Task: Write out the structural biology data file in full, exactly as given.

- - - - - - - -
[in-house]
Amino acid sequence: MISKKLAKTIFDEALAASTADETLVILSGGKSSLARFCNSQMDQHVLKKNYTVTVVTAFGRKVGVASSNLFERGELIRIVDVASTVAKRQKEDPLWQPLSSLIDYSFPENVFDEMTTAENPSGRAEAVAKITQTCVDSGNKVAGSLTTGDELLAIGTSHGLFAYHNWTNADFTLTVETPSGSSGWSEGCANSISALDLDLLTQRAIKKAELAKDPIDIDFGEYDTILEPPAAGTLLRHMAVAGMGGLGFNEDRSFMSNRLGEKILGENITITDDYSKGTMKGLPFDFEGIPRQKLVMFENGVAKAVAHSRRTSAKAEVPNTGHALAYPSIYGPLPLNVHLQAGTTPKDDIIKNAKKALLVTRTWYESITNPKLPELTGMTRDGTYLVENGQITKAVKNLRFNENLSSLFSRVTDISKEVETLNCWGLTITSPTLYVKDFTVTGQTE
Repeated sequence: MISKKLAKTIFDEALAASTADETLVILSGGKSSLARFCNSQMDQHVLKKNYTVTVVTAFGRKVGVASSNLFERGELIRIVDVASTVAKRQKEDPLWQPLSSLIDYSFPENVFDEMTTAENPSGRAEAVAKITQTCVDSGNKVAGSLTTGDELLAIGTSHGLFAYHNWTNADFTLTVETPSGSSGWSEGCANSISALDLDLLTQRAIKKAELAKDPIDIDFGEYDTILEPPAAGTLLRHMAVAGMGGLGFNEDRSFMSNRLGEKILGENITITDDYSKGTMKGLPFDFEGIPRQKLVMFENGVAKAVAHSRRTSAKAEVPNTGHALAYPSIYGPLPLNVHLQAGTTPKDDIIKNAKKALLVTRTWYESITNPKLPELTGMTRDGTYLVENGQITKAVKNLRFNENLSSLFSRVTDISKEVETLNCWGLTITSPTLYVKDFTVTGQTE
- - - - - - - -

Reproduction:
[in-house]
Amino acid sequence: MISKKLAKTIFDEALAASTADETLVILSGGKSSLARFCNSQMDQHVLKKNYTVTVVTAFGRKVGVASSNLFERGELIRIVDVASTVAKRQKEDPLWQPLSSLIDYSFPENVFDEMTTAENPSGRAEAVAKITQTCVDSGNKVAGSLTTGDELLAIGTSHGLFAYHNWTNADFTLTVETPSGSSGWSEGCANSISALDLDLLTQRAIKKAELAKDPIDIDFGEYDTILEPPAAGTLLRHMAVAGMGGLGFNEDRSFMSNRLGEKILGENITITDDYSKGTMKGLPFDFEGIPRQKLVMFENGVAKAVAHSRRTSAKAEVPNTGHALAYPSIYGPLPLNVHLQAGTTPKDDIIKNAKKALLVTRTWYESITNPKLPELTGMTRDGTYLVENGQITKAVKNLRFNENLSSLFSRVTDISKEVETLNCWGLTITSPTLYVKDFTVTGQTE
Repeated sequence: MISKKLAKTIFDEALAASTADETLVILSGGKSSLARFCNSQMDQHVLKKNYTVTVVTAFGRKVGVASSNLFERGELIRIVDVASTVAKRQKEDPLWQPLSSLIDYSFPENVFDEMTTAENPSGRAEAVAKITQTCVDSGNKVAGSLTTGDELLAIGTSHGLFAYHNWTNADFTLTVETPSGSSGWSEGCANSISALDLDLLTQRAIKKAELAKDPIDIDFGEYDTILEPPAAGTLLRHMAVAGMGGLGFNEDRSFMSNRLGEKILGENITITDDYSKGTMKGLPFDFEGIPRQKLVMFENGVAKAVAHSRRTSAKAEVPNTGHALAYPSIYGPLPLNVHLQAGTTPKDDIIKNAKKALLVTRTWYESITNPKLPELTGMTRDGTYLVENGQITKAVKNLRFNENLSSLFSRVTDISKEVETLNCWGLTITSPTLYVKDFTVTGQTE